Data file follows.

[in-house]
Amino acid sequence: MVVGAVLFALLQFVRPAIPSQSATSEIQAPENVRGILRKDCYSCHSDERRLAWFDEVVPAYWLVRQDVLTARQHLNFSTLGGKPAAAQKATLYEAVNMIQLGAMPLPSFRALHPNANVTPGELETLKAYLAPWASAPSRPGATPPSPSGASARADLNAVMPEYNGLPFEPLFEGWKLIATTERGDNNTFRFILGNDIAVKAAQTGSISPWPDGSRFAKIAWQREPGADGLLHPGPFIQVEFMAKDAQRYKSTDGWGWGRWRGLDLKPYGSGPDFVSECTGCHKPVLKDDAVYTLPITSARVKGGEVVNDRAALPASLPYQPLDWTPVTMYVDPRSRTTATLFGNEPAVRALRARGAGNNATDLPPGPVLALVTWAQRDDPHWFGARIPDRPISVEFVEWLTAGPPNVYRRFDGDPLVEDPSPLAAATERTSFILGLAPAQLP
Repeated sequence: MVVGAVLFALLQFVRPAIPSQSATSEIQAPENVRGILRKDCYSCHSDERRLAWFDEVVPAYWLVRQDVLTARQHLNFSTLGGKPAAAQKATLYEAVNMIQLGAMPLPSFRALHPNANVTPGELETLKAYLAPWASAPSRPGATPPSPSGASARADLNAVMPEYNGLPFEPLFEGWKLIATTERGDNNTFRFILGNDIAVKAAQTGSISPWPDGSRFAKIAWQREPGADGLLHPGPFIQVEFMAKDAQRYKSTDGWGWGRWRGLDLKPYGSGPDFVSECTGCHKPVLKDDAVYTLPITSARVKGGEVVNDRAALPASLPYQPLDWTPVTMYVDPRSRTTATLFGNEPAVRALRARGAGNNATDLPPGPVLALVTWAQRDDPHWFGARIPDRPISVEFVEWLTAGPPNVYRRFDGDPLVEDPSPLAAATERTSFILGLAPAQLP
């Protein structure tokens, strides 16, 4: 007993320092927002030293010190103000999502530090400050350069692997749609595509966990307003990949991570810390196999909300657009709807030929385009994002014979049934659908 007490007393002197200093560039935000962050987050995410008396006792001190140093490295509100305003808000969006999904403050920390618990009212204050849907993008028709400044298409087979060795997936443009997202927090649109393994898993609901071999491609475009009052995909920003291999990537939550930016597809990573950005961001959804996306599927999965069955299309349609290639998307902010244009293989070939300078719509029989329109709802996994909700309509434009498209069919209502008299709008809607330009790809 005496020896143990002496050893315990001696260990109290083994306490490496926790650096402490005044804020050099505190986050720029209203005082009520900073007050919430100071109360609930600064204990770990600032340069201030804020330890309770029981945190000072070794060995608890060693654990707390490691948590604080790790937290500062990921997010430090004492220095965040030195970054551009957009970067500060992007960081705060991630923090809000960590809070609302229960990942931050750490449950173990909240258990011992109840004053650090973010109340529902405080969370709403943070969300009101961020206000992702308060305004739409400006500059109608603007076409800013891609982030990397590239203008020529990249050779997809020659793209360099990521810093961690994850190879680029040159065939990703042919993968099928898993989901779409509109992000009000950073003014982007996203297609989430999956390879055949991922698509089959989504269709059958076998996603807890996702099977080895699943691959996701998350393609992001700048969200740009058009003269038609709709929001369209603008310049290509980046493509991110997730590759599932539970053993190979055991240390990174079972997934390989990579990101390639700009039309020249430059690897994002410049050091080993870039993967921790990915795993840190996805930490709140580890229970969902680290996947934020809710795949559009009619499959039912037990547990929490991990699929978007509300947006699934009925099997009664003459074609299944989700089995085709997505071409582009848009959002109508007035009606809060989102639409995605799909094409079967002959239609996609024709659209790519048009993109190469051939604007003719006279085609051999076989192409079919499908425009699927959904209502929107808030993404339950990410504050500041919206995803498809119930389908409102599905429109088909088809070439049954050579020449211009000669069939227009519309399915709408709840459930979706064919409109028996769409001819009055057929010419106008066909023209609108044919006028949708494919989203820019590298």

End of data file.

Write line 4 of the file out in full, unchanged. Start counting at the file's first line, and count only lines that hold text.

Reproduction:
């Protein structure tokens, strides 16, 4: 007993320092927002030293010190103000999502530090400050350069692997749609595509966990307003990949991570810390196999909300657009709807030929385009994002014979049934659908 007490007393002197200093560039935000962050987050995410008396006792001190140093490295509100305003808000969006999904403050920390618990009212204050849907993008028709400044298409087979060795997936443009997202927090649109393994898993609901071999491609475009009052995909920003291999990537939550930016597809990573950005961001959804996306599927999965069955299309349609290639998307902010244009293989070939300078719509029989329109709802996994909700309509434009498209069919209502008299709008809607330009790809 005496020896143990002496050893315990001696260990109290083994306490490496926790650096402490005044804020050099505190986050720029209203005082009520900073007050919430100071109360609930600064204990770990600032340069201030804020330890309770029981945190000072070794060995608890060693654990707390490691948590604080790790937290500062990921997010430090004492220095965040030195970054551009957009970067500060992007960081705060991630923090809000960590809070609302229960990942931050750490449950173990909240258990011992109840004053650090973010109340529902405080969370709403943070969300009101961020206000992702308060305004739409400006500059109608603007076409800013891609982030990397590239203008020529990249050779997809020659793209360099990521810093961690994850190879680029040159065939990703042919993968099928898993989901779409509109992000009000950073003014982007996203297609989430999956390879055949991922698509089959989504269709059958076998996603807890996702099977080895699943691959996701998350393609992001700048969200740009058009003269038609709709929001369209603008310049290509980046493509991110997730590759599932539970053993190979055991240390990174079972997934390989990579990101390639700009039309020249430059690897994002410049050091080993870039993967921790990915795993840190996805930490709140580890229970969902680290996947934020809710795949559009009619499959039912037990547990929490991990699929978007509300947006699934009925099997009664003459074609299944989700089995085709997505071409582009848009959002109508007035009606809060989102639409995605799909094409079967002959239609996609024709659209790519048009993109190469051939604007003719006279085609051999076989192409079919499908425009699927959904209502929107808030993404339950990410504050500041919206995803498809119930389908409102599905429109088909088809070439049954050579020449211009000669069939227009519309399915709408709840459930979706064919409109028996769409001819009055057929010419106008066909023209609108044919006028949708494919989203820019590298």